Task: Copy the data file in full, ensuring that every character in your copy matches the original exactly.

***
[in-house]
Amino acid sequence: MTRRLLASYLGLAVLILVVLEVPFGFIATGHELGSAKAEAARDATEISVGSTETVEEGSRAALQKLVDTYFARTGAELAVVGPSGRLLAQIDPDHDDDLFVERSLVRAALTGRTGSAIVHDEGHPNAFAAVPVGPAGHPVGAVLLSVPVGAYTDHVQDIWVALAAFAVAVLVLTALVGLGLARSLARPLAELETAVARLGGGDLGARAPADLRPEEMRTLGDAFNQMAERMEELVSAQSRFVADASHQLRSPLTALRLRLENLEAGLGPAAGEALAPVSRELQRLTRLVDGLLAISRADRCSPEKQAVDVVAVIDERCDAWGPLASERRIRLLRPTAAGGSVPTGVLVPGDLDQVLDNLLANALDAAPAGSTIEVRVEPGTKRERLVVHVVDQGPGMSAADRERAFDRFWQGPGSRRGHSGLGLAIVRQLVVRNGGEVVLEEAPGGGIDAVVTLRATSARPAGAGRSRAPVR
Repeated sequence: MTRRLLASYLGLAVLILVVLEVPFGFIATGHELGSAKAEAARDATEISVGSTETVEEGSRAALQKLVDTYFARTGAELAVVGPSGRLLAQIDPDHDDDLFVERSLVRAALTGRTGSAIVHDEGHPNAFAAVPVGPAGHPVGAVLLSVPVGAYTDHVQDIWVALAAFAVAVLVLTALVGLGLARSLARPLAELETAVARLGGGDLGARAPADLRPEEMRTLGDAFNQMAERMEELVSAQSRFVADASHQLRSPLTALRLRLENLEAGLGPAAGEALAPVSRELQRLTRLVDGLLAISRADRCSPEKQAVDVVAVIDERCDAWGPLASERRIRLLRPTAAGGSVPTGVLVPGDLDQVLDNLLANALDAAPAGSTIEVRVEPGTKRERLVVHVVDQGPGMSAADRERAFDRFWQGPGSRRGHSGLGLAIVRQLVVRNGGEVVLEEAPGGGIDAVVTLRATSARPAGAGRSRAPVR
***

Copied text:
[in-house]
Amino acid sequence: MTRRLLASYLGLAVLILVVLEVPFGFIATGHELGSAKAEAARDATEISVGSTETVEEGSRAALQKLVDTYFARTGAELAVVGPSGRLLAQIDPDHDDDLFVERSLVRAALTGRTGSAIVHDEGHPNAFAAVPVGPAGHPVGAVLLSVPVGAYTDHVQDIWVALAAFAVAVLVLTALVGLGLARSLARPLAELETAVARLGGGDLGARAPADLRPEEMRTLGDAFNQMAERMEELVSAQSRFVADASHQLRSPLTALRLRLENLEAGLGPAAGEALAPVSRELQRLTRLVDGLLAISRADRCSPEKQAVDVVAVIDERCDAWGPLASERRIRLLRPTAAGGSVPTGVLVPGDLDQVLDNLLANALDAAPAGSTIEVRVEPGTKRERLVVHVVDQGPGMSAADRERAFDRFWQGPGSRRGHSGLGLAIVRQLVVRNGGEVVLEEAPGGGIDAVVTLRATSARPAGAGRSRAPVR
Repeated sequence: MTRRLLASYLGLAVLILVVLEVPFGFIATGHELGSAKAEAARDATEISVGSTETVEEGSRAALQKLVDTYFARTGAELAVVGPSGRLLAQIDPDHDDDLFVERSLVRAALTGRTGSAIVHDEGHPNAFAAVPVGPAGHPVGAVLLSVPVGAYTDHVQDIWVALAAFAVAVLVLTALVGLGLARSLARPLAELETAVARLGGGDLGARAPADLRPEEMRTLGDAFNQMAERMEELVSAQSRFVADASHQLRSPLTALRLRLENLEAGLGPAAGEALAPVSRELQRLTRLVDGLLAISRADRCSPEKQAVDVVAVIDERCDAWGPLASERRIRLLRPTAAGGSVPTGVLVPGDLDQVLDNLLANALDAAPAGSTIEVRVEPGTKRERLVVHVVDQGPGMSAADRERAFDRFWQGPGSRRGHSGLGLAIVRQLVVRNGGEVVLEEAPGGGIDAVVTLRATSARPAGAGRSRAPVR